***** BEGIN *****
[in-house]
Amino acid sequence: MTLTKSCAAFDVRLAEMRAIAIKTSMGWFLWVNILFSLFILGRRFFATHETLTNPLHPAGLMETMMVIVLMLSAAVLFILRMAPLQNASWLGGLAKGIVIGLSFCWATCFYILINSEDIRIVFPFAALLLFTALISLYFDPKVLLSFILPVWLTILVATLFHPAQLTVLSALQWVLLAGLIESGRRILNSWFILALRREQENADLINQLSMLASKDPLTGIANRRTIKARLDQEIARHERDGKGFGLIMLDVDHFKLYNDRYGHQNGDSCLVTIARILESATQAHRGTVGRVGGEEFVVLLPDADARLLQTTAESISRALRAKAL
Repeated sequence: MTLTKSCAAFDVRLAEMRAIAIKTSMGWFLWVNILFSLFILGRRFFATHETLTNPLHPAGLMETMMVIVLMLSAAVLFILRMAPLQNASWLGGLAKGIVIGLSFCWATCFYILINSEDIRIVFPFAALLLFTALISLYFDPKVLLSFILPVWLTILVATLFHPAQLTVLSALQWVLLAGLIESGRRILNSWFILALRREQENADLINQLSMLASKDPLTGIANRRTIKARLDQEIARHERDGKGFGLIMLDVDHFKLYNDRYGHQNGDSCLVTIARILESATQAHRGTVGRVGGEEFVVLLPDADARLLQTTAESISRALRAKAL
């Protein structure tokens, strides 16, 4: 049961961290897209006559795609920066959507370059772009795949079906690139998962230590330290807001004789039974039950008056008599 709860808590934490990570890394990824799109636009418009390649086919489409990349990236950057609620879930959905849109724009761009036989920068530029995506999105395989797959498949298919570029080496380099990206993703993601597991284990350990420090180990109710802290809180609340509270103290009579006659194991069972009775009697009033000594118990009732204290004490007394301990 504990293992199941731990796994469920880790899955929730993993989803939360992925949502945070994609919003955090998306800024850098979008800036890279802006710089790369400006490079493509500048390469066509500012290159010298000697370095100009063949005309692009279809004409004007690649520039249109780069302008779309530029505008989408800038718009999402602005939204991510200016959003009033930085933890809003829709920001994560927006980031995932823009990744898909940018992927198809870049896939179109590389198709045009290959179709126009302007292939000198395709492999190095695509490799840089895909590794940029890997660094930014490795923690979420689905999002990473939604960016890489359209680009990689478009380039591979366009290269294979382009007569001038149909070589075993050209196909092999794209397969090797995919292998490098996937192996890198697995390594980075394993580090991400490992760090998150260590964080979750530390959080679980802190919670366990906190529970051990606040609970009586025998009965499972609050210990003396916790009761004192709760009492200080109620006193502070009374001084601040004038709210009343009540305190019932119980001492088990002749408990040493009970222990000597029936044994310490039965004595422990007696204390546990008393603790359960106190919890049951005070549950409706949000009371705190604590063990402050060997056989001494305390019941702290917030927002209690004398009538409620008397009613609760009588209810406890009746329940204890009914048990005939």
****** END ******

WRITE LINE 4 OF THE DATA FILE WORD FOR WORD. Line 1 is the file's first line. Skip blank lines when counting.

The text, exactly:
């Protein structure tokens, strides 16, 4: 049961961290897209006559795609920066959507370059772009795949079906690139998962230590330290807001004789039974039950008056008599 709860808590934490990570890394990824799109636009418009390649086919489409990349990236950057609620879930959905849109724009761009036989920068530029995506999105395989797959498949298919570029080496380099990206993703993601597991284990350990420090180990109710802290809180609340509270103290009579006659194991069972009775009697009033000594118990009732204290004490007394301990 504990293992199941731990796994469920880790899955929730993993989803939360992925949502945070994609919003955090998306800024850098979008800036890279802006710089790369400006490079493509500048390469066509500012290159010298000697370095100009063949005309692009279809004409004007690649520039249109780069302008779309530029505008989408800038718009999402602005939204991510200016959003009033930085933890809003829709920001994560927006980031995932823009990744898909940018992927198809870049896939179109590389198709045009290959179709126009302007292939000198395709492999190095695509490799840089895909590794940029890997660094930014490795923690979420689905999002990473939604960016890489359209680009990689478009380039591979366009290269294979382009007569001038149909070589075993050209196909092999794209397969090797995919292998490098996937192996890198697995390594980075394993580090991400490992760090998150260590964080979750530390959080679980802190919670366990906190529970051990606040609970009586025998009965499972609050210990003396916790009761004192709760009492200080109620006193502070009374001084601040004038709210009343009540305190019932119980001492088990002749408990040493009970222990000597029936044994310490039965004595422990007696204390546990008393603790359960106190919890049951005070549950409706949000009371705190604590063990402050060997056989001494305390019941702290917030927002209690004398009538409620008397009613609760009588209810406890009746329940204890009914048990005939």